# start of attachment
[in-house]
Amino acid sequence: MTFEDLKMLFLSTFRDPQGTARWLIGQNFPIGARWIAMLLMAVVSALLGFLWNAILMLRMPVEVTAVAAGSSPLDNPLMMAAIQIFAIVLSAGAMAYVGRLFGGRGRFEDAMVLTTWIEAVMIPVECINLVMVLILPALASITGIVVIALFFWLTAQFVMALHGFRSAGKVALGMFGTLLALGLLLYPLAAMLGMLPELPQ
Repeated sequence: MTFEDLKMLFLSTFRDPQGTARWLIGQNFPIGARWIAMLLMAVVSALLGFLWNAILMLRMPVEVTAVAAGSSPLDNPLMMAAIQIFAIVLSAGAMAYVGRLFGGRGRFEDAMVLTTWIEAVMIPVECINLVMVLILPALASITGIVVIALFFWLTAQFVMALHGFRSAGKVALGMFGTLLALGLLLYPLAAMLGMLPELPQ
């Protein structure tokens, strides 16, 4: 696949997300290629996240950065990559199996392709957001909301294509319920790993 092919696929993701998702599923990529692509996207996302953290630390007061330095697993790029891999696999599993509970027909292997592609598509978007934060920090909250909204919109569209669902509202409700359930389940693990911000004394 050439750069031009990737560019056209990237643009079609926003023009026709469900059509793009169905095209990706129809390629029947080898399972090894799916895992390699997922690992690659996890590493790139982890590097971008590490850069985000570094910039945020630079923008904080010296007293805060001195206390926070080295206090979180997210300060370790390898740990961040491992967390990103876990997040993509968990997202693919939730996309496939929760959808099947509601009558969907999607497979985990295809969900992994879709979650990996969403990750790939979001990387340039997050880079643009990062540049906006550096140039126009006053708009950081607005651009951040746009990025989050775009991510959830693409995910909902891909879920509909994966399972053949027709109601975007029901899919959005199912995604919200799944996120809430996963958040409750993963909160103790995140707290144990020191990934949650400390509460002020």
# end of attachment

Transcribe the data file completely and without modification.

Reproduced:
[in-house]
Amino acid sequence: MTFEDLKMLFLSTFRDPQGTARWLIGQNFPIGARWIAMLLMAVVSALLGFLWNAILMLRMPVEVTAVAAGSSPLDNPLMMAAIQIFAIVLSAGAMAYVGRLFGGRGRFEDAMVLTTWIEAVMIPVECINLVMVLILPALASITGIVVIALFFWLTAQFVMALHGFRSAGKVALGMFGTLLALGLLLYPLAAMLGMLPELPQ
Repeated sequence: MTFEDLKMLFLSTFRDPQGTARWLIGQNFPIGARWIAMLLMAVVSALLGFLWNAILMLRMPVEVTAVAAGSSPLDNPLMMAAIQIFAIVLSAGAMAYVGRLFGGRGRFEDAMVLTTWIEAVMIPVECINLVMVLILPALASITGIVVIALFFWLTAQFVMALHGFRSAGKVALGMFGTLLALGLLLYPLAAMLGMLPELPQ
């Protein structure tokens, strides 16, 4: 696949997300290629996240950065990559199996392709957001909301294509319920790993 092919696929993701998702599923990529692509996207996302953290630390007061330095697993790029891999696999599993509970027909292997592609598509978007934060920090909250909204919109569209669902509202409700359930389940693990911000004394 050439750069031009990737560019056209990237643009079609926003023009026709469900059509793009169905095209990706129809390629029947080898399972090894799916895992390699997922690992690659996890590493790139982890590097971008590490850069985000570094910039945020630079923008904080010296007293805060001195206390926070080295206090979180997210300060370790390898740990961040491992967390990103876990997040993509968990997202693919939730996309496939929760959808099947509601009558969907999607497979985990295809969900992994879709979650990996969403990750790939979001990387340039997050880079643009990062540049906006550096140039126009006053708009950081607005651009951040746009990025989050775009991510959830693409995910909902891909879920509909994966399972053949027709109601975007029901899919959005199912995604919200799944996120809430996963958040409750993963909160103790995140707290144990020191990934949650400390509460002020």